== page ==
It's amazing that Mitchell (and the queen of Panhandle Media Amy Goodman -- whose latest clip-job is polluting bookstores everywhere) wants to pretend that these topics are off limit. Where was the concern earlier? Oh, it was there. It was there when it was Wright. Whenever anything hurts Prince Bambi, the cry babies whine. They didn't care that Jesse Jackson Jr. LIED and SMEARED her. They didn't rush out their fact check on that. They were happy to chuckle (especially the disgusting Amy Goodman) then. They were happy to chuckle over Bosnia. It's a little too damn late to start whining, "These aren't stories." People have run with them non-stop and it's been Snark City whenever it was time to 'chuckle' at Hillary Clinton. All the losers amplified it. They didn't call out Real Media then. It's too late in the game. Those were news stories and George and Charlie did some things wrong but pressing candidates about topics that have been in the news was not wrong.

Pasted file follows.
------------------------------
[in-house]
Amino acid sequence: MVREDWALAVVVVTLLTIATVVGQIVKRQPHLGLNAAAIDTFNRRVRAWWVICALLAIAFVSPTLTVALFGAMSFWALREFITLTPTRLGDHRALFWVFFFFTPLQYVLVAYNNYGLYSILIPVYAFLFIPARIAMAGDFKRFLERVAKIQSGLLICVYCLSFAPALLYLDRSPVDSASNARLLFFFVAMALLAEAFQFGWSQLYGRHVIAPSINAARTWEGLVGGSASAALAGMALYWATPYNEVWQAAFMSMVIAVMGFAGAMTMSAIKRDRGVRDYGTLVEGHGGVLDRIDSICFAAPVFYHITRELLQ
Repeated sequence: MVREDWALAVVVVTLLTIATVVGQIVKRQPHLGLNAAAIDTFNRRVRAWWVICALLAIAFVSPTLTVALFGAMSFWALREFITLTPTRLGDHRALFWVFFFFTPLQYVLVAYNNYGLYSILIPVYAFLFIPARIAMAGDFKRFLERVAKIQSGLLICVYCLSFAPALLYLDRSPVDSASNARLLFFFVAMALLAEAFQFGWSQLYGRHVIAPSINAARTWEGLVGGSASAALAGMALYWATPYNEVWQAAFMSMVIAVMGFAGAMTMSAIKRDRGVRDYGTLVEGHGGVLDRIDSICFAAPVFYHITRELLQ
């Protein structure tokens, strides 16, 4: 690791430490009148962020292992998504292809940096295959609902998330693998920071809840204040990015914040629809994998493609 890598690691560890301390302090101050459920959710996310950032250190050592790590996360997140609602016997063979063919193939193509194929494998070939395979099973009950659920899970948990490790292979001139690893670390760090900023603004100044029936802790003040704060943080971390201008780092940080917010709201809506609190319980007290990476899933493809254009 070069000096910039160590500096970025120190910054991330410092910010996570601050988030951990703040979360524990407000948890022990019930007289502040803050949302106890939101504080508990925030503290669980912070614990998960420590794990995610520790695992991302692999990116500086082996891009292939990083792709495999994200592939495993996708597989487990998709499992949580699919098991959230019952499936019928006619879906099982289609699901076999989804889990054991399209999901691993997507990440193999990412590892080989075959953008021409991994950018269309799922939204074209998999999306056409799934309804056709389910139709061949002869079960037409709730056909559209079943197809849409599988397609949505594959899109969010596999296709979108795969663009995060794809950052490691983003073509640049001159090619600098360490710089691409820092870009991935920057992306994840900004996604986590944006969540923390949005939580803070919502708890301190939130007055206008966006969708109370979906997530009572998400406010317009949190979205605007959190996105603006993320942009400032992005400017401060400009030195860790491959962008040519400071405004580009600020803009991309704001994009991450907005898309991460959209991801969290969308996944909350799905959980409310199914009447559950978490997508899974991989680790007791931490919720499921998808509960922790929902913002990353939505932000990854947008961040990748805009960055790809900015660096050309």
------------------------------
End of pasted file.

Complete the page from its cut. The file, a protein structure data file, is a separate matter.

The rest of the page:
Bambi lost and his motley crew of Republicans, closeted Communists, et al are crying and stomping their feet. Get over it. As Elaine notes, Barack Obama onstage next to John McCain is the only thing that can humanize McCain.

Note the following.

Paul West's "Obama on defensive in debate with Clinton" (Baltimore Sun) opens with

Democratic front-runner Barack Obama was repeatedly thrown on the defensive last night in a television debate that spotlighted campaign gaffes, his association with a controversial former pastor and a '60s radical, and his reluctance to wear a flag pin in his lapel.